Skip to main content
Premium Trial:

Request an Annual Quote

Pharmacopeia Takes Steps to Integrate Its Four Life Science Software Units into Single Company


Pharmacopeia of Princeton, NJ, is combining its four life science software units into a single entity, effective June 1.

The new software business is the end result of Pharmacopeia’s recent wave of software company acquisitions. It will incorporate Molecular Simulations, Genetics Computer Group, Oxford Molecular Group, and Synopsys Scientific Systems.

“What we at Pharmacopeia are trying to do is build a software business that would take a user from DNA through sequence analysis through modeling and simulation and structure prediction through to chemistry and cheminformatics,” said Steven Sharp, who now serves as product manager for the GCG Wisconsin Package. “We have the components and we’re now building that business.”

“We’re going to continue doing what we do, which is design and sell software to help our customers discover drugs and develop chemicals,” said Sue Rodney, manager of investor relations at Pharmacopeia. “But now we’ll just do it under one name since all the products are basically related.”

The software unit, for which a name has been chosen but not disclosed, will be based in San Diego and Cambridge, UK. An official announcement of the new unit will take place at the American Chemical Society Meeting in San Diego April 1-5.

Michael Stapleton, who was recently promoted to chief operating officer of Pharmacopeia’s software business, will head the new organization. The company is currently trying to fill the position of senior vice president of the bioinformatics business unit.

Sharp said that no layoffs are planned as a result of the consolidation, though he said “about four or five” GCG employees have chosen to leave.

There is “very little overlap” between the products currently offered through MSI and GCG, Sharp said, although there is some similarity in the cheminformatics offerings of MSI, Synopsis, and Oxford Molecular. Pharmacopeia will carry forward “the strongest features” of these products, Sharp said. He noted that no products would be dropped as a result of the transition.

The first product to merge MSI and GCG technology, AtlasStore, will be available to members of MSI’s Functional Genomics Consortium in the second quarter of this year. Sharp said that GCG’s SeqStore bioinformatics package now gives users of MSI’s GeneAtlas access to protein sequence data, a capability formerly unavailable to MSI clients.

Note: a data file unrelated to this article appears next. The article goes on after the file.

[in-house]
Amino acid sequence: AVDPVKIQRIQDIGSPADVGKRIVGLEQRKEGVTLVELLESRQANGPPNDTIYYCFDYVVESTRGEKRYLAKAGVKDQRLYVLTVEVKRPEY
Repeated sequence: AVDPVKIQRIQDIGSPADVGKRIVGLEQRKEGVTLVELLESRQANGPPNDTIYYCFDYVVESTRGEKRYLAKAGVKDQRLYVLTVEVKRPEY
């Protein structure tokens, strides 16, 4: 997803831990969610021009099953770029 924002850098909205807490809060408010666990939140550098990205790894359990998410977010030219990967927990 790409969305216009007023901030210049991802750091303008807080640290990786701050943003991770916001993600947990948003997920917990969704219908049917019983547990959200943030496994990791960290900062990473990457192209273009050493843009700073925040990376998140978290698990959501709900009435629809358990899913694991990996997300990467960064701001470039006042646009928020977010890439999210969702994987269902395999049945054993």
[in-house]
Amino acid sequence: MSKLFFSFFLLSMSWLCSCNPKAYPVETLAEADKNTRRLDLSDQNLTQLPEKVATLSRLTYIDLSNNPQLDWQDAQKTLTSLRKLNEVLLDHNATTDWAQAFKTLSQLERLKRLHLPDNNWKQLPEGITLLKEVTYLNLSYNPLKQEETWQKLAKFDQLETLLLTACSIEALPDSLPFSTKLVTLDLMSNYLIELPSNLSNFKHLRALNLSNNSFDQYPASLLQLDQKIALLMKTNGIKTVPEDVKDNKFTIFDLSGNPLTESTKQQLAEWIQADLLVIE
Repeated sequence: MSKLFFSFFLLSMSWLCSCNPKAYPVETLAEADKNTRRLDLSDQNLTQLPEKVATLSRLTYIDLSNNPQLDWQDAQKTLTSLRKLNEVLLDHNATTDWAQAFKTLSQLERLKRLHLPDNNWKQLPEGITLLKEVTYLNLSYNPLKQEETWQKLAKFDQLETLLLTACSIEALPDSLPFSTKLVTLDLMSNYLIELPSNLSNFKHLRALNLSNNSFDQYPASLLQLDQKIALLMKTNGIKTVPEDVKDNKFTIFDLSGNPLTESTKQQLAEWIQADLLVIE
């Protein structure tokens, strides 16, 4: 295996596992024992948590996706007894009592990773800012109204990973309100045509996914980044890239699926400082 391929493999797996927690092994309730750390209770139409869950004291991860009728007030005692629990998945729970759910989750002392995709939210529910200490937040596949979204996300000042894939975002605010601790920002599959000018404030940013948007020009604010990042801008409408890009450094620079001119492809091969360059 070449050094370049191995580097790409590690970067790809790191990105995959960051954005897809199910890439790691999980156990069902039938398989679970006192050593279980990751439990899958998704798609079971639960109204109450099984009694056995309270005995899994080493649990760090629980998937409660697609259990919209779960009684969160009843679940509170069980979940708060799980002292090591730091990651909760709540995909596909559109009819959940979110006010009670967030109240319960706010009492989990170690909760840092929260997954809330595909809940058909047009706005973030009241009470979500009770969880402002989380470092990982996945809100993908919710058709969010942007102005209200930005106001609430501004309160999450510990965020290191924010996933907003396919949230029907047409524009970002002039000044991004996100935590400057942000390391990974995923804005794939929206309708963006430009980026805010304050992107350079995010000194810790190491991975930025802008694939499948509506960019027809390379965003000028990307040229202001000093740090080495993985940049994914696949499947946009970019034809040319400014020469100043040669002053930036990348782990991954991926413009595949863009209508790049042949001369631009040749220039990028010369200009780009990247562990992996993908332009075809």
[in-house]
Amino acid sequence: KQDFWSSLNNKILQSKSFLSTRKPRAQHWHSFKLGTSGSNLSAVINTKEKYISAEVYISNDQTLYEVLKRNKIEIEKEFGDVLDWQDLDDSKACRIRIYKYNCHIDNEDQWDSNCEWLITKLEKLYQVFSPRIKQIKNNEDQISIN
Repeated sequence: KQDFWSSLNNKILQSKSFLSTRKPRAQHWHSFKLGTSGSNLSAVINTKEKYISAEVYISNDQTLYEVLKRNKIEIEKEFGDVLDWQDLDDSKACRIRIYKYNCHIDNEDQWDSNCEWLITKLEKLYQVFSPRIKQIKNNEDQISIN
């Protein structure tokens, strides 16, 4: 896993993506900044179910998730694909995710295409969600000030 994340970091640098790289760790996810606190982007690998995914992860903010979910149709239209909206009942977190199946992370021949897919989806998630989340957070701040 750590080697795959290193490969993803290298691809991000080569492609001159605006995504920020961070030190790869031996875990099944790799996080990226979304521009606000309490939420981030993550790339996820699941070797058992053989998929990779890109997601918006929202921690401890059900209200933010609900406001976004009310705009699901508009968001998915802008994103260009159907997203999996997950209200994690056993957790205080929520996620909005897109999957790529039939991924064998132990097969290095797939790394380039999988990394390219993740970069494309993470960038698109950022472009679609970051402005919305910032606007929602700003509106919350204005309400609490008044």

Sharp is currently working on the 11.0 release of the Wisconsin Package. He noted that as a unit of Oxford Molecular, GCG added a number of new features to the product but never pursued an aggressive product marketing strategy.

“People say, “Oh the Wisconsin Package — that’s been around forever’,” Sharp remarked. “It is a very mature product, but very interesting things have happened in it and the next release should be very exciting.”

“This is not your father’s Wisconsin Package,” he quipped. He estimated that the new release would be available in the first quarter of 2002.

— BT

Filed under

The Scan

Genes Linked to White-Tailed Jackrabbits' Winter Coat Color Change

Climate change, the researchers noted in Science, may lead to camouflage mismatch and increase predation of white-tailed jackrabbits.

Adenine Base Editor Targets SCID Mutation in New Study

Researchers from the University of California, Los Angeles, report in Cell that adenine base editing was able to produce functional T lymphocytes in a model of severe combined immune deficiency.

Researchers Find Gene Affecting Alkaline Sensitivity in Plants

Researchers from the Chinese Academy of Science have found a locus affecting alkaline-salinity sensitivity, which could aid in efforts to improve crop productivity, as they report in Science.

International Team Proposes Checklist for Returning Genomic Research Results

Researchers in the European Journal of Human Genetics present a checklist to guide the return of genomic research results to study participants.